Fourteen year old Greenwich resident Steven Sudell would be finishing his second week of 9th grade at Greenwich High School if he hadn’t become ill.
Steven, a cancer warrior, has inspired so many people in his fight – in Greenwich and even around the world – and that was evidenced on Friday morning at the formal opening of a kindness rocks healing garden at Greenwich Town Hall.
A large crowd that included the First Selectman Peter Tesei, Selectman John Toner, State Senator Scott Frantz, State Reps Fred Camillo, Livvy Floren and Mike Bocchino, Tax Collector Howard Richman and Town Clerk Carmella Budkings gathered along the sidewalk as First Selectman gave an introduction.
Tesei said the creation of painted rocks with poignant messages was meaningful and purposeful.
“With the support of everyone here, creating these wonderful messages, there needed to be a home for these rocks,” he said. “It has such deep meaning for me personally, having known the Sudell family since I was a young child growing up with Paul. It also expresses something we need more of in these times: kindness.”
Tesei invited everyone interested in sharing their thoughts with the crowd.
Greenwich High School football coach John Marinelli thanked everyone who had painted rocks and said he would have liked to coach Steven on the football team if the situation had been different.
Marinelli, whose team will play their opener on Saturday, Sept 8, brought rocks painted by the football players and placed them among the others in the garden.
“It’s worldwide in just a short amount of weeks,” he said of the kindness rocks movement.
“I want to say thank you to Steven because this year he has given us something to play for – something a little bit extra. He’s given the community something to come together for,” Marinelli said, adding that for the First Selectman and Parks & Rec and other town departments to come together to make the kindness rocks garden happen. “That speaks volumes about what Steven means to us.”
Maureen Adamczyk Baldino, who coordinated kindness rocks events at Smilow Cancer Hospital in New Haven, which is where she met Steven, said those connections mean so much to a family fighting cancer.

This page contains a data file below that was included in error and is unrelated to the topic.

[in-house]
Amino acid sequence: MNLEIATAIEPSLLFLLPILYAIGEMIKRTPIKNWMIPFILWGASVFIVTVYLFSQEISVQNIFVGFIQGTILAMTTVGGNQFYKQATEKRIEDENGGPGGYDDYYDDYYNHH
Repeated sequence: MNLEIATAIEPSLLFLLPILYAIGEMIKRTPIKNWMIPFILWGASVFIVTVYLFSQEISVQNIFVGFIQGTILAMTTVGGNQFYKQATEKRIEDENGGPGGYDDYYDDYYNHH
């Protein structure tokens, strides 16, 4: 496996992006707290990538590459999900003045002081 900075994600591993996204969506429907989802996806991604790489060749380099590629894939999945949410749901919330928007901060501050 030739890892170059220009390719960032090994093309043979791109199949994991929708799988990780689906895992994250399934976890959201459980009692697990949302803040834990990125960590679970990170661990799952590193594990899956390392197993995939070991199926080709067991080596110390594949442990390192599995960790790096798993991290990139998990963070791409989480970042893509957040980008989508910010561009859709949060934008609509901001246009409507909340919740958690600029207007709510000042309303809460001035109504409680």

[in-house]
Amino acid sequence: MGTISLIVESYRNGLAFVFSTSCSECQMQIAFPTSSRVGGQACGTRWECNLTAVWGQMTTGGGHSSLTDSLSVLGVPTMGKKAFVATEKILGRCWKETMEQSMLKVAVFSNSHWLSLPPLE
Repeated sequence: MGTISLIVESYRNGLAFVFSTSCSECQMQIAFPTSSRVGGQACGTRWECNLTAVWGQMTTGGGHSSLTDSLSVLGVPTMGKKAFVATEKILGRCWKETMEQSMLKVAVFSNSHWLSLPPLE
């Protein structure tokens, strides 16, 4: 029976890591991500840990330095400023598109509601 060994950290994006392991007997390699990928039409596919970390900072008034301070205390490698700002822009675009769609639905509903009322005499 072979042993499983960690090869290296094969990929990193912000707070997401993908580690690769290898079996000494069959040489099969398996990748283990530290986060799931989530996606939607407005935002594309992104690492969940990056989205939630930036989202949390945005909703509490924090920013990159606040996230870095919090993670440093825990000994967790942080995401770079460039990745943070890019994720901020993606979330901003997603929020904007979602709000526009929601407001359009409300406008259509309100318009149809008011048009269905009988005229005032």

Baldino who has had three family members battle cancer, and just put her brother in hospice explained the value of kindness rocks.
“There’s such healing in both making them and releasing them without anything but good intentions – expecting nothing back,” she said. “Those connections mean so much when a family is fighting cancer because you feel alone and you feel in a place that’s scary because you’re at a cancer hospital.”
Baldino said she’s painted about 3,000 rocks already and it’s not enough. She said social media has gone a long way in answering the need for more kindness rocks.
Elisha Perez and her daughter Ava explained how they got involved in the kindness rocks project. “We’ve painted hundreds of rocks in the past year and it helped to bring about healing,” she said. “You’re pouring your love into these stones. It starts off something just for yourself – it can be a phrase or a sticker with glitter – it’s just something that you’re pouring your energy into. That positive energy, once you release it into the world, is really the next phase of that good feeling.”
More information about The Kindness Rocks Project which was started by Megan Murphy on Cape Cod is available online.
GYFL Honors Steven Sudell, A Maverick Fighting Cancer (Sept 17, 2017 by Sadie Smith, Greenwich Academy class of 2018)
(May 2018 by Ryan Bologna, GHS Class of 2017)